From Mudasiru Olalere Yusuf
The story is told of an enthusiastic young teacher who had returned from a workshop on instructional materials production. He regaled the school principal about the value of the workshop. He recounted how devoted he was to the workshop activities, his intention to train other teachers, and willingness to produce instructional materials for the institution. After that, the principal’s four-word response was, “Will ten naira do?”
By implication, the principal subtly told the young man, instructional materials are just mere add-on, that is not worth the expenses. That was the end of the discussion. This story emanates from the seminal publication with the same title by Prof. Abraham Inanoya Imogie, the former Secretary of Education in the Interim Government of Chief Ernest Shonekan. This story provides an insight into institutional leadership as a critical factor in the adoption of online instruction.
Institutional leadership, apart from the teachers, is a crucial enabler in the adoption of online instruction. It determines the direction of an institution. Institutional vision sometimes can be situated within the ideas of the administration. So, the leadership will determine the substantial changes needed to transform instructional delivery through online teaching.
[Institutional heads] must put in place online learning plans and actions that reflect the larger goals, values and strategies of their institutions.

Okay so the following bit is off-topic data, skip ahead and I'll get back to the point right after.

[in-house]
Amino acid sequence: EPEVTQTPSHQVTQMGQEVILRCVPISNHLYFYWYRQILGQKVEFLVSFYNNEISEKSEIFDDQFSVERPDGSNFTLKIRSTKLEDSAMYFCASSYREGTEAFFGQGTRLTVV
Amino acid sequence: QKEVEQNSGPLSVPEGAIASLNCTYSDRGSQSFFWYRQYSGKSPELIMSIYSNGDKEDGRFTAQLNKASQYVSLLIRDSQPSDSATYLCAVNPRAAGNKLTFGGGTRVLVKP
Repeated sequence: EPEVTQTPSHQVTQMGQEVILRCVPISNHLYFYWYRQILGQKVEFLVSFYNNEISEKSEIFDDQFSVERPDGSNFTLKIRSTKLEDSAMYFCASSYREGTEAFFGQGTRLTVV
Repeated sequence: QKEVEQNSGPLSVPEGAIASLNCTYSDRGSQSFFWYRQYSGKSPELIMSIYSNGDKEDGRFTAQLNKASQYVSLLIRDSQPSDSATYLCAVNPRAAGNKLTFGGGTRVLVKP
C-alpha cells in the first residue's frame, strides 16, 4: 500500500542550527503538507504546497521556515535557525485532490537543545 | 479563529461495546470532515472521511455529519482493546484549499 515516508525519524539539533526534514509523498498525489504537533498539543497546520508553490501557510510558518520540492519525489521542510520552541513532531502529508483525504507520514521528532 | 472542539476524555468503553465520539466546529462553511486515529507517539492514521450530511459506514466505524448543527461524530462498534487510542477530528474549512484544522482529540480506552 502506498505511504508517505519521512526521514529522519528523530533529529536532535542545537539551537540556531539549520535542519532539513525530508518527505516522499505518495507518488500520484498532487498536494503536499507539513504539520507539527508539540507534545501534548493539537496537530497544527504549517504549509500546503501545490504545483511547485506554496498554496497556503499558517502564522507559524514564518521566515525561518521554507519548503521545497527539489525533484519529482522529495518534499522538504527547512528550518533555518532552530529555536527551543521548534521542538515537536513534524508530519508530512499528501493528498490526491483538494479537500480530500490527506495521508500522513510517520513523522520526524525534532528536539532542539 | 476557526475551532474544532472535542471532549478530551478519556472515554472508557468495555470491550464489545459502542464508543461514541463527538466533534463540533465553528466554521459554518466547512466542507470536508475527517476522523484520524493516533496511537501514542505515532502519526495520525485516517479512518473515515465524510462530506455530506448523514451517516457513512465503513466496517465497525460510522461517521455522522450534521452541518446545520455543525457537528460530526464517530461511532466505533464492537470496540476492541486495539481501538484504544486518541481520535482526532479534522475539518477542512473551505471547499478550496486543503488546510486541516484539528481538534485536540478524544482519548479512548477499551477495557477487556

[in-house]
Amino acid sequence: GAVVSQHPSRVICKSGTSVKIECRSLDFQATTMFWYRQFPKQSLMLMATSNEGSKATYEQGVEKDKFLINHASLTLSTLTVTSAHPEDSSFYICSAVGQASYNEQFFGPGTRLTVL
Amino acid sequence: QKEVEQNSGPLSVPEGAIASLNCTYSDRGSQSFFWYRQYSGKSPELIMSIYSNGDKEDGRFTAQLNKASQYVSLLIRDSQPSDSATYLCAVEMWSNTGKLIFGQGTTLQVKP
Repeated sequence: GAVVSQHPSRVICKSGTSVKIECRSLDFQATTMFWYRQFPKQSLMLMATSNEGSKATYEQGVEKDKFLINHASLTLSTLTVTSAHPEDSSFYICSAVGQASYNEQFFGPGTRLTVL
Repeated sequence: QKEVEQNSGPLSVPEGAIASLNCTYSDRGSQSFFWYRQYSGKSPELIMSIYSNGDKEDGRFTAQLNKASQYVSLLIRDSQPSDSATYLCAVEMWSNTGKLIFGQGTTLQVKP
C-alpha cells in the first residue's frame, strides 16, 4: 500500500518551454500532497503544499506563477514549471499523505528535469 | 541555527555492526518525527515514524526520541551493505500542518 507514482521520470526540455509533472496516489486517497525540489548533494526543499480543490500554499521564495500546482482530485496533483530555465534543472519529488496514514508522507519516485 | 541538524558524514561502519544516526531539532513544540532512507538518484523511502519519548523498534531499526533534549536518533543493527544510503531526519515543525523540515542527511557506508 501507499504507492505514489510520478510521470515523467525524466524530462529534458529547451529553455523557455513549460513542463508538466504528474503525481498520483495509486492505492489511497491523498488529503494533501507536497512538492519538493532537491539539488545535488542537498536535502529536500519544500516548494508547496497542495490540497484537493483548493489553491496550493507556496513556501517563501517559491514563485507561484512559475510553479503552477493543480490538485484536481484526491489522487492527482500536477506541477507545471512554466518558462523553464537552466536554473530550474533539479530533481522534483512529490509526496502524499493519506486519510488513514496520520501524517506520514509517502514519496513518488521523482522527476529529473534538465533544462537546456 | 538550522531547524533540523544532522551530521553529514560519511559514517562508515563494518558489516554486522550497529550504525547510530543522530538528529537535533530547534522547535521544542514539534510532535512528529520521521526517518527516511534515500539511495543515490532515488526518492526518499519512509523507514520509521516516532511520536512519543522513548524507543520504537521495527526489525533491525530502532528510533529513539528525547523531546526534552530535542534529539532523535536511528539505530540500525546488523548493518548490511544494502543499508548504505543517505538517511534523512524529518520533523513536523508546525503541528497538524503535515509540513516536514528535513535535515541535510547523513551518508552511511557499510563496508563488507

Broadly, at this level, leadership is either transactional or transformational when it comes to technology integration for learning or online instruction. A transactional leader sees ICTs as mere tech daily administration. A transformational leader sees ICTs as a catalyst for change, that is, substantial renewal of the instructional practices, and as tools for learning a wide variety of subject matters. In this context, the technology exists within a transformative vision of learning. While the transactional leader consolidates to finetune the existing instructional delivery with or without technology, a transformational leader takes the risk, really a ‘leap out’ from the confines of the current instructional system. A transformational leader would assist teachers/lecturers to develop for new roles engendered by online instruction as learners, facilitators to student-centred learning, collaborators and researchers.
Vice-Chancellors, Provosts, Rectors and other institutional heads, must become online instruction advocates. They must put in place online learning plans and actions that reflect the larger goals, values and strategies of their institutions. Their internal advocacy must build internal alliances for the success of online instruction. They must recognise online teaching as an innovation that involves experimentation, risk, and imagination. Therefore, they must be leaders in carrying along institutional stakeholders to support and key-in to the expected changes.
Institutional leaders must facilitate a directorate on e-learning or learning technology support units to support faculty and instructors in efforts to develop skills needed to teach online and integrate technology for teaching. The unit is to provide specific technical and functional support for learning technologies. With expert web developers, instructional designers, instructional multimedia specialists, instructional technologists, assessment specialists, and librarians the directorate will collaborate with faculties/schools, departments, units, and teaching staff to develop support systems underlying institutional online course delivery.
Staff and students’ payment for Internet services should not be seen as IGR to service other sectors of the institution.